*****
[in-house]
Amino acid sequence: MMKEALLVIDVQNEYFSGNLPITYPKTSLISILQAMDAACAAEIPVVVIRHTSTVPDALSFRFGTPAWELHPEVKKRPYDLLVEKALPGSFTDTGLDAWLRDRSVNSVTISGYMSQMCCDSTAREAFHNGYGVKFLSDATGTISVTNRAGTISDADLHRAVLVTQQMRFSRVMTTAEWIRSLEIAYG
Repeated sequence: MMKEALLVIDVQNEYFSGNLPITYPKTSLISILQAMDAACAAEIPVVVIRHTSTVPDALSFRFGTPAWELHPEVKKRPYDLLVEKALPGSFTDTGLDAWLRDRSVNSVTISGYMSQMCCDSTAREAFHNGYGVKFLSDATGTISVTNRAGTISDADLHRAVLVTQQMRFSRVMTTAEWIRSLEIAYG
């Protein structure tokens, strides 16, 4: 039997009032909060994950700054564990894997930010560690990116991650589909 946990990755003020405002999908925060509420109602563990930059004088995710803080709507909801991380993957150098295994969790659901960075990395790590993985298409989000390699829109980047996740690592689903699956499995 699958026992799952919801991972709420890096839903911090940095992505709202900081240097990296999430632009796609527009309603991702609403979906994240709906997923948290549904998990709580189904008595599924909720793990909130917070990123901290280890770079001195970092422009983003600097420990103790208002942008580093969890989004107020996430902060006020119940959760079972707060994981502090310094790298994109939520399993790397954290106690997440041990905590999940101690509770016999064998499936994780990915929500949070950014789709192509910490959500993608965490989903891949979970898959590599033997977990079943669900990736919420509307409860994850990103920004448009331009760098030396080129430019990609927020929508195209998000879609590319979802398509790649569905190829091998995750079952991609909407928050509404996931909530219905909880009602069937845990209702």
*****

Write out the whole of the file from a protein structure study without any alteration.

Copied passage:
[in-house]
Amino acid sequence: MMKEALLVIDVQNEYFSGNLPITYPKTSLISILQAMDAACAAEIPVVVIRHTSTVPDALSFRFGTPAWELHPEVKKRPYDLLVEKALPGSFTDTGLDAWLRDRSVNSVTISGYMSQMCCDSTAREAFHNGYGVKFLSDATGTISVTNRAGTISDADLHRAVLVTQQMRFSRVMTTAEWIRSLEIAYG
Repeated sequence: MMKEALLVIDVQNEYFSGNLPITYPKTSLISILQAMDAACAAEIPVVVIRHTSTVPDALSFRFGTPAWELHPEVKKRPYDLLVEKALPGSFTDTGLDAWLRDRSVNSVTISGYMSQMCCDSTAREAFHNGYGVKFLSDATGTISVTNRAGTISDADLHRAVLVTQQMRFSRVMTTAEWIRSLEIAYG
């Protein structure tokens, strides 16, 4: 039997009032909060994950700054564990894997930010560690990116991650589909 946990990755003020405002999908925060509420109602563990930059004088995710803080709507909801991380993957150098295994969790659901960075990395790590993985298409989000390699829109980047996740690592689903699956499995 699958026992799952919801991972709420890096839903911090940095992505709202900081240097990296999430632009796609527009309603991702609403979906994240709906997923948290549904998990709580189904008595599924909720793990909130917070990123901290280890770079001195970092422009983003600097420990103790208002942008580093969890989004107020996430902060006020119940959760079972707060994981502090310094790298994109939520399993790397954290106690997440041990905590999940101690509770016999064998499936994780990915929500949070950014789709192509910490959500993608965490989903891949979970898959590599033997977990079943669900990736919420509307409860994850990103920004448009331009760098030396080129430019990609927020929508195209998000879609590319979802398509790649569905190829091998995750079952991609909407928050509404996931909530219905909880009602069937845990209702």